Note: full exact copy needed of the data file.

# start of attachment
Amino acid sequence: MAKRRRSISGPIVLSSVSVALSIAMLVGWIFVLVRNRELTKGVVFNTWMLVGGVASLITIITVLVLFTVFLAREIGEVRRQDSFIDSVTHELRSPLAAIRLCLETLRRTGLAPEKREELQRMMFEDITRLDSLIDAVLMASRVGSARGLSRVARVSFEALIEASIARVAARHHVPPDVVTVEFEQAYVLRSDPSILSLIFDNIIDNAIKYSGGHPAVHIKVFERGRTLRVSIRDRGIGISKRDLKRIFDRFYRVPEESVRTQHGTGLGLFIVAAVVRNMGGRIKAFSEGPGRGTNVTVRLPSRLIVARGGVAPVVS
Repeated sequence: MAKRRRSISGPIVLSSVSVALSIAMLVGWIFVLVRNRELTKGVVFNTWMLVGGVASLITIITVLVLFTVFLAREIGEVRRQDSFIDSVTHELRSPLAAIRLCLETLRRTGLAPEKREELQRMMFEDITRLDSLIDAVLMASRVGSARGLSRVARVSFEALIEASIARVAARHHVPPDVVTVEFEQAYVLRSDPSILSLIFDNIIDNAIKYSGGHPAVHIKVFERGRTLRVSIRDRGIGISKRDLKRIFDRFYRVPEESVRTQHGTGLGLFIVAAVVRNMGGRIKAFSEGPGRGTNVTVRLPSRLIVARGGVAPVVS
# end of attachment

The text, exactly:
Amino acid sequence: MAKRRRSISGPIVLSSVSVALSIAMLVGWIFVLVRNRELTKGVVFNTWMLVGGVASLITIITVLVLFTVFLAREIGEVRRQDSFIDSVTHELRSPLAAIRLCLETLRRTGLAPEKREELQRMMFEDITRLDSLIDAVLMASRVGSARGLSRVARVSFEALIEASIARVAARHHVPPDVVTVEFEQAYVLRSDPSILSLIFDNIIDNAIKYSGGHPAVHIKVFERGRTLRVSIRDRGIGISKRDLKRIFDRFYRVPEESVRTQHGTGLGLFIVAAVVRNMGGRIKAFSEGPGRGTNVTVRLPSRLIVARGGVAPVVS
Repeated sequence: MAKRRRSISGPIVLSSVSVALSIAMLVGWIFVLVRNRELTKGVVFNTWMLVGGVASLITIITVLVLFTVFLAREIGEVRRQDSFIDSVTHELRSPLAAIRLCLETLRRTGLAPEKREELQRMMFEDITRLDSLIDAVLMASRVGSARGLSRVARVSFEALIEASIARVAARHHVPPDVVTVEFEQAYVLRSDPSILSLIFDNIIDNAIKYSGGHPAVHIKVFERGRTLRVSIRDRGIGISKRDLKRIFDRFYRVPEESVRTQHGTGLGLFIVAAVVRNMGGRIKAFSEGPGRGTNVTVRLPSRLIVARGGVAPVVS